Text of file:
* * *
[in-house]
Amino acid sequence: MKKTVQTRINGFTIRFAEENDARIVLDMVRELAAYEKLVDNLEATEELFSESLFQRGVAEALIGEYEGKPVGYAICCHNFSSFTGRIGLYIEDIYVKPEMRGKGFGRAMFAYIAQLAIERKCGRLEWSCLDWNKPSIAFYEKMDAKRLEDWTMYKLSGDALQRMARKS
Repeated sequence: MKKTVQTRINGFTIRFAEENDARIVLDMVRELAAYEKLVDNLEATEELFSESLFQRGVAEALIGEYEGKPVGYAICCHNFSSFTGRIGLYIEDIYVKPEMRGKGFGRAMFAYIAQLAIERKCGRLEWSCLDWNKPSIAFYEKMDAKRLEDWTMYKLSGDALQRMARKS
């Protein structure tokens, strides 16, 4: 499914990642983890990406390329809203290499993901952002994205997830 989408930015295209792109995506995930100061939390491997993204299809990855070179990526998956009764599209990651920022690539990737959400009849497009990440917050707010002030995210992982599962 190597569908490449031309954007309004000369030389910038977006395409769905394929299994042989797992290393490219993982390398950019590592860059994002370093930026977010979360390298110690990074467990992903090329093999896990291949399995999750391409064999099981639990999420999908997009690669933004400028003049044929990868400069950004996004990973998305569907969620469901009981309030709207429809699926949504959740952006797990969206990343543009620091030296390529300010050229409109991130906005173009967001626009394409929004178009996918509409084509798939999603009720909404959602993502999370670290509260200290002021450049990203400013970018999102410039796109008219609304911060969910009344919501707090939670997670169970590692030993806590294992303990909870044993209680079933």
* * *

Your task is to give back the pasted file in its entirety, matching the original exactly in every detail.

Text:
[in-house]
Amino acid sequence: MKKTVQTRINGFTIRFAEENDARIVLDMVRELAAYEKLVDNLEATEELFSESLFQRGVAEALIGEYEGKPVGYAICCHNFSSFTGRIGLYIEDIYVKPEMRGKGFGRAMFAYIAQLAIERKCGRLEWSCLDWNKPSIAFYEKMDAKRLEDWTMYKLSGDALQRMARKS
Repeated sequence: MKKTVQTRINGFTIRFAEENDARIVLDMVRELAAYEKLVDNLEATEELFSESLFQRGVAEALIGEYEGKPVGYAICCHNFSSFTGRIGLYIEDIYVKPEMRGKGFGRAMFAYIAQLAIERKCGRLEWSCLDWNKPSIAFYEKMDAKRLEDWTMYKLSGDALQRMARKS
């Protein structure tokens, strides 16, 4: 499914990642983890990406390329809203290499993901952002994205997830 989408930015295209792109995506995930100061939390491997993204299809990855070179990526998956009764599209990651920022690539990737959400009849497009990440917050707010002030995210992982599962 190597569908490449031309954007309004000369030389910038977006395409769905394929299994042989797992290393490219993982390398950019590592860059994002370093930026977010979360390298110690990074467990992903090329093999896990291949399995999750391409064999099981639990999420999908997009690669933004400028003049044929990868400069950004996004990973998305569907969620469901009981309030709207429809699926949504959740952006797990969206990343543009620091030296390529300010050229409109991130906005173009967001626009394409929004178009996918509409084509798939999603009720909404959602993502999370670290509260200290002021450049990203400013970018999102410039796109008219609304911060969910009344919501707090939670997670169970590692030993806590294992303990909870044993209680079933």